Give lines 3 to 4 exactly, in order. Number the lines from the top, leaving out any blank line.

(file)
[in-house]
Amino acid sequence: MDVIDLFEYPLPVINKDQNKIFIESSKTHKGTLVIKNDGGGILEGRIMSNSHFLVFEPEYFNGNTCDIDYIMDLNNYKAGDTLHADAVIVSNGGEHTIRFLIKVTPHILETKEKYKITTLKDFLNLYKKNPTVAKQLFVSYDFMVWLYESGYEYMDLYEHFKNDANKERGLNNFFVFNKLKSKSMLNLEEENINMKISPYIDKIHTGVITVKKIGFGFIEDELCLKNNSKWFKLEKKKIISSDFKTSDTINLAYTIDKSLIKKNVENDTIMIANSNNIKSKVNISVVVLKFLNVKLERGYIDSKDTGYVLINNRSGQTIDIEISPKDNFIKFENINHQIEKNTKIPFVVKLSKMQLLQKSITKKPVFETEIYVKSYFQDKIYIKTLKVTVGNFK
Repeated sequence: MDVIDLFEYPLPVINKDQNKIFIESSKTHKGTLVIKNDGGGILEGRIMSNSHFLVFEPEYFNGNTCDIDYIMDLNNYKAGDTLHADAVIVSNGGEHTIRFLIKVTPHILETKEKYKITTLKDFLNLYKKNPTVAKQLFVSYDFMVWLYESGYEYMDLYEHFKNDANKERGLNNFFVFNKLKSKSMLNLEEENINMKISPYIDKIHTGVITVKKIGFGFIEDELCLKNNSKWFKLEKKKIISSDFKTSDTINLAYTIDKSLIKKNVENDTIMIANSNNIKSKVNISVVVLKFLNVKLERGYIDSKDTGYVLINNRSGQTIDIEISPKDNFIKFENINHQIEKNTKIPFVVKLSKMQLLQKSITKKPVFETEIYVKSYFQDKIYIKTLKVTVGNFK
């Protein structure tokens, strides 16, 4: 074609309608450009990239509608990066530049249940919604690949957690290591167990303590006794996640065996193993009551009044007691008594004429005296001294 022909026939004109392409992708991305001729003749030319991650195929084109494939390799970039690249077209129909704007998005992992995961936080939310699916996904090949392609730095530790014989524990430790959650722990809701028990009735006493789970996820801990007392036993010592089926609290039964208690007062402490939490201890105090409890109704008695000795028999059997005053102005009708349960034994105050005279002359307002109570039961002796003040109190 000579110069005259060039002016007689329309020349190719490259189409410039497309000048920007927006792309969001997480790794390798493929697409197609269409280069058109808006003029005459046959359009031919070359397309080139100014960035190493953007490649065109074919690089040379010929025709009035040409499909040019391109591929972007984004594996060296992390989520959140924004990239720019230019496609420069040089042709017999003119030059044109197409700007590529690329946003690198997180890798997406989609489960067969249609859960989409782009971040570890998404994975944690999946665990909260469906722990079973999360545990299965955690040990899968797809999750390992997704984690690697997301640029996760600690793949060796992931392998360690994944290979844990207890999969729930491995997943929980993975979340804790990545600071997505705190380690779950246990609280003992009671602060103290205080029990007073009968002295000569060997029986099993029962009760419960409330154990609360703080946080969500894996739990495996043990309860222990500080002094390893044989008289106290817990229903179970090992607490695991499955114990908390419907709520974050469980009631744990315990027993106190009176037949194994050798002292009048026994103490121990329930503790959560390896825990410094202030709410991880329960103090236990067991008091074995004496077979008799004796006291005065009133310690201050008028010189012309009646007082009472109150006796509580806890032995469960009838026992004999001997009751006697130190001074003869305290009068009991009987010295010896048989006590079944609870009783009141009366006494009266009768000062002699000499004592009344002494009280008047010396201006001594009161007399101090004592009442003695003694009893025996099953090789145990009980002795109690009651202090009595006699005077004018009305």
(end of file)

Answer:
Repeated sequence: MDVIDLFEYPLPVINKDQNKIFIESSKTHKGTLVIKNDGGGILEGRIMSNSHFLVFEPEYFNGNTCDIDYIMDLNNYKAGDTLHADAVIVSNGGEHTIRFLIKVTPHILETKEKYKITTLKDFLNLYKKNPTVAKQLFVSYDFMVWLYESGYEYMDLYEHFKNDANKERGLNNFFVFNKLKSKSMLNLEEENINMKISPYIDKIHTGVITVKKIGFGFIEDELCLKNNSKWFKLEKKKIISSDFKTSDTINLAYTIDKSLIKKNVENDTIMIANSNNIKSKVNISVVVLKFLNVKLERGYIDSKDTGYVLINNRSGQTIDIEISPKDNFIKFENINHQIEKNTKIPFVVKLSKMQLLQKSITKKPVFETEIYVKSYFQDKIYIKTLKVTVGNFK
């Protein structure tokens, strides 16, 4: 074609309608450009990239509608990066530049249940919604690949957690290591167990303590006794996640065996193993009551009044007691008594004429005296001294 022909026939004109392409992708991305001729003749030319991650195929084109494939390799970039690249077209129909704007998005992992995961936080939310699916996904090949392609730095530790014989524990430790959650722990809701028990009735006493789970996820801990007392036993010592089926609290039964208690007062402490939490201890105090409890109704008695000795028999059997005053102005009708349960034994105050005279002359307002109570039961002796003040109190 000579110069005259060039002016007689329309020349190719490259189409410039497309000048920007927006792309969001997480790794390798493929697409197609269409280069058109808006003029005459046959359009031919070359397309080139100014960035190493953007490649065109074919690089040379010929025709009035040409499909040019391109591929972007984004594996060296992390989520959140924004990239720019230019496609420069040089042709017999003119030059044109197409700007590529690329946003690198997180890798997406989609489960067969249609859960989409782009971040570890998404994975944690999946665990909260469906722990079973999360545990299965955690040990899968797809999750390992997704984690690697997301640029996760600690793949060796992931392998360690994944290979844990207890999969729930491995997943929980993975979340804790990545600071997505705190380690779950246990609280003992009671602060103290205080029990007073009968002295000569060997029986099993029962009760419960409330154990609360703080946080969500894996739990495996043990309860222990500080002094390893044989008289106290817990229903179970090992607490695991499955114990908390419907709520974050469980009631744990315990027993106190009176037949194994050798002292009048026994103490121990329930503790959560390896825990410094202030709410991880329960103090236990067991008091074995004496077979008799004796006291005065009133310690201050008028010189012309009646007082009472109150006796509580806890032995469960009838026992004999001997009751006697130190001074003869305290009068009991009987010295010896048989006590079944609870009783009141009366006494009266009768000062002699000499004592009344002494009280008047010396201006001594009161007399101090004592009442003695003694009893025996099953090789145990009980002795109690009651202090009595006699005077004018009305």